The Bulgarian government has purposefully misled the public by claiming that all actions on the extension of TurkStream are EU-compliant. The difference between the first draft of the Balkan Gas Hub, herein below, approved in the PCI’s list of the EC, and the current third version, could hardly be more striking. As a result, the Commission dropped the project altogether from its priority list.


PM Borissov insists that he has Jean-Claude Juncker’s ear, henceforth the Commission’s green light, which is false.


hub balkan

The Balkan hub project comprises mostly of interconnectors and the Chiren UGS. The latter has been long neglected, in spite of persistent high demand and shortage of storage capacity in the region. In the latest set of infrastructure upgrades, considered under the Gazprom deal, the Chiren expansion is notably missing.


Now look at what is left of the original Balkan Gas Hub project with the shift in accents of the Bulgarian government.


hub balkan1

The interconnector with Serbia is gone, and the Kirevo-Zaijcar new pipeline looms as the epitome of the Hub. The updated Balkan Gas hub version, judging from capacity allocation forecasts, has a single pivot – Gazprom. It totally ignores alternative gas flows that could load up the transit system of Bulgaria.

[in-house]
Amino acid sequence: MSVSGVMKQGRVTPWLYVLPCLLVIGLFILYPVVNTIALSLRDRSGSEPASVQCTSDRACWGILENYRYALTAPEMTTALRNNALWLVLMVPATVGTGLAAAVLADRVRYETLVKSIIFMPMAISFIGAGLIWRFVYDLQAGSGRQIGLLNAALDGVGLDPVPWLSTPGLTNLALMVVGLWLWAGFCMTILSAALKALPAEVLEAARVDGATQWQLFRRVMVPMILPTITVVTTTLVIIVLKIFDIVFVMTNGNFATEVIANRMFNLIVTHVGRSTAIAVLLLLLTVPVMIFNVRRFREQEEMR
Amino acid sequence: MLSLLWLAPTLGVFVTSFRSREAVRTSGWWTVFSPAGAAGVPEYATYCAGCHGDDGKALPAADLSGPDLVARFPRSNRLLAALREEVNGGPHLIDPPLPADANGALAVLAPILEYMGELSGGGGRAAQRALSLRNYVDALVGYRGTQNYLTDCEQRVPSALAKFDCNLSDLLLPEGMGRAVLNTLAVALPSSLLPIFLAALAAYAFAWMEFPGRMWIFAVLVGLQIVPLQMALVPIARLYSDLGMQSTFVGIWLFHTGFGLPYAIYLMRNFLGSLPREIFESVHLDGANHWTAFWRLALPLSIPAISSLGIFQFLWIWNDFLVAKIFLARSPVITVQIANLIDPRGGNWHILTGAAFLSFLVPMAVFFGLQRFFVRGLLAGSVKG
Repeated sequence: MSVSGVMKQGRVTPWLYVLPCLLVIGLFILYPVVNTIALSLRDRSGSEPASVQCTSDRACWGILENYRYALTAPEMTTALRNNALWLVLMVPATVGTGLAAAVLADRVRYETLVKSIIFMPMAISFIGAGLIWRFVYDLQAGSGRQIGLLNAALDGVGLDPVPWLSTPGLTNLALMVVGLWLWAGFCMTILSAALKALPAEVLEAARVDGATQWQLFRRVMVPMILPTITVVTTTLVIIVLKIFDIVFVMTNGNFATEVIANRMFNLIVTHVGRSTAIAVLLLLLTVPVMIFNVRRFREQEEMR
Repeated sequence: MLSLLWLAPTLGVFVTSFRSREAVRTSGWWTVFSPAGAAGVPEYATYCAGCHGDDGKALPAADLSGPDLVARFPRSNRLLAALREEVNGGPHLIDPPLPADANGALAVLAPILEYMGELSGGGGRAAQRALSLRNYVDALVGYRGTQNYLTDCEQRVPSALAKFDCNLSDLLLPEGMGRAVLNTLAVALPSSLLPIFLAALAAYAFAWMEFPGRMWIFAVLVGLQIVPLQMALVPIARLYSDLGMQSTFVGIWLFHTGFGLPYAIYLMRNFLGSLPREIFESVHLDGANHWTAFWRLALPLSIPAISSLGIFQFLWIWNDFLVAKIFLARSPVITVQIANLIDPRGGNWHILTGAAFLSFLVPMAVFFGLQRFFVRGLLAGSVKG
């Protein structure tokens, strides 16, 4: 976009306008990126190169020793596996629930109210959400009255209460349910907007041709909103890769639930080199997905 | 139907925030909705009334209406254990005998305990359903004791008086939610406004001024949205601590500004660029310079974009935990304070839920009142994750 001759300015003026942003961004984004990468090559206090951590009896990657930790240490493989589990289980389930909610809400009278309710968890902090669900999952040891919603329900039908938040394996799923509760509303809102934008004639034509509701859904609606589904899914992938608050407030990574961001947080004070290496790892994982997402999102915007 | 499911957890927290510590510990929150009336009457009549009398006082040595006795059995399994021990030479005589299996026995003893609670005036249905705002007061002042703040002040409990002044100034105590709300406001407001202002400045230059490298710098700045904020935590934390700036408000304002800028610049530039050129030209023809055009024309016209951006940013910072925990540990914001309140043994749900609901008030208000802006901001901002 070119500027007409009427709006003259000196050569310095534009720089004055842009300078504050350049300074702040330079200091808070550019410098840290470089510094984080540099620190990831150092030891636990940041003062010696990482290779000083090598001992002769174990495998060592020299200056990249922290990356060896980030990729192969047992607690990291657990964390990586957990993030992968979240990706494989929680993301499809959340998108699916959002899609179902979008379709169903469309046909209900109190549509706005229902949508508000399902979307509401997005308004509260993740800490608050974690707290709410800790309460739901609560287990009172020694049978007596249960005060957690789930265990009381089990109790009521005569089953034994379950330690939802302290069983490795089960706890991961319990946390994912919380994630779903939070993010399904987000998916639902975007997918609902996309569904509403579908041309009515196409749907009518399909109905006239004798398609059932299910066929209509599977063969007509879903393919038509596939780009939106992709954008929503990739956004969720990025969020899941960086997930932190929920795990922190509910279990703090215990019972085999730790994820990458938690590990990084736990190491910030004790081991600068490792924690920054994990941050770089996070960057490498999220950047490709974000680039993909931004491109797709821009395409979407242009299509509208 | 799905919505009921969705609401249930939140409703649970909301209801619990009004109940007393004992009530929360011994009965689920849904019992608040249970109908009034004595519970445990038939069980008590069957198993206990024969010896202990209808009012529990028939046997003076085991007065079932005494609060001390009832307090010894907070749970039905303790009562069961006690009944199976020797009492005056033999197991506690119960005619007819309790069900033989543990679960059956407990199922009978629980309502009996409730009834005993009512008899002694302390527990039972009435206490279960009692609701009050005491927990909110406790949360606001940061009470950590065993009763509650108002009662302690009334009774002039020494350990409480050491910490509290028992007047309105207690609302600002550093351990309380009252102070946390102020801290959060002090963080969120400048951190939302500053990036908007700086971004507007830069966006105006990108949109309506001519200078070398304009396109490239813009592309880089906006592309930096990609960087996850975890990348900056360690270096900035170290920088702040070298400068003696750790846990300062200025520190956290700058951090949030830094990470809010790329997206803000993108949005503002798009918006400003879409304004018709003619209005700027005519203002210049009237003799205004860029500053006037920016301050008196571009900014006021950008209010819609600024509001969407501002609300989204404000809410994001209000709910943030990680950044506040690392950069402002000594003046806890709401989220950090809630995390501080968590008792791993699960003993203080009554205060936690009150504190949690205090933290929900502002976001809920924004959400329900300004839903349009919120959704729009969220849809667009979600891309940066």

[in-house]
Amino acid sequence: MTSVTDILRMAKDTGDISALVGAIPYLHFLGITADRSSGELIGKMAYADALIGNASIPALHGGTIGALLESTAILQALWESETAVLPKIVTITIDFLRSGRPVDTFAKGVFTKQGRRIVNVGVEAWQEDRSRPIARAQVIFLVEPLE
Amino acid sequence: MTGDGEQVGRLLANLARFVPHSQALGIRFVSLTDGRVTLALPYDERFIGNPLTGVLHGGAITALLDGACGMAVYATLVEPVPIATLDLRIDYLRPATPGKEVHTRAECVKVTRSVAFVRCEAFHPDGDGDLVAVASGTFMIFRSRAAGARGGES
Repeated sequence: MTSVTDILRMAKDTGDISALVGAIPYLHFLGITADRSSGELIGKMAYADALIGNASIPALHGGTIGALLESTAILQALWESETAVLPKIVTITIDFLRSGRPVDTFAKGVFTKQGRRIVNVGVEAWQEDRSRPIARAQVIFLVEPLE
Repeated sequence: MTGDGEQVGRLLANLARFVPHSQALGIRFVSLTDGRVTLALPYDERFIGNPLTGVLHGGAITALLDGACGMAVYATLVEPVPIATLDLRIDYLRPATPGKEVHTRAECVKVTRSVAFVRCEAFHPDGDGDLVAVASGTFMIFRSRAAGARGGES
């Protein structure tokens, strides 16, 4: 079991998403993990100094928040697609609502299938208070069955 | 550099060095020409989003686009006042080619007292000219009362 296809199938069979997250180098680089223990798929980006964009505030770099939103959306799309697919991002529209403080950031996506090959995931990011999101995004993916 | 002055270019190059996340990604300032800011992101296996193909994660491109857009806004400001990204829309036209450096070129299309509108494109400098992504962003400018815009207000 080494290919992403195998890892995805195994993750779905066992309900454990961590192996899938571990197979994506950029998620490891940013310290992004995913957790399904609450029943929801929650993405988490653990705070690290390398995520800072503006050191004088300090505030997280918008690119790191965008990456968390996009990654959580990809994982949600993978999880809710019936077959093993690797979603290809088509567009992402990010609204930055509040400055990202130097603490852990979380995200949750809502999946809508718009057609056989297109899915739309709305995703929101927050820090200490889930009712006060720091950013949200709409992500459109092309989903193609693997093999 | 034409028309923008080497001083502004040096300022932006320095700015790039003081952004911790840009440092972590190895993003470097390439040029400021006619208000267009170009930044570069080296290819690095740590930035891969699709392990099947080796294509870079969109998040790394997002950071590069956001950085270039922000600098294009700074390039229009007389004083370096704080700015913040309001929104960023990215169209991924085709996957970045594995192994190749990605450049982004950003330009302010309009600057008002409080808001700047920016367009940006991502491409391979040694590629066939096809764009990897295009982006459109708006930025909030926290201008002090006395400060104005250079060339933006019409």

The Bulgarian Government chose to clear the project at the national regulatory level through the Commission for Water and Energy Regulation, thus sparing an EC review. The implications are that the project impacts only or predominantly the Bulgarian gas market. Let’s look at the facts – more than 15 billion cubic meters enter from Turkey and 12+ billion cubic meters leave, which is clear proof that transit outweighs domestic consumption. Yet the Bulgarian government continues to insist that it has the right to determine origin and capacity of flows that can traverse the country. Ultimately, through its actions, the Bulgarian government clearly states that Gazprom competitors are second rated to supply gas to Serbia, Hungary, Austria and other countries in the CEE.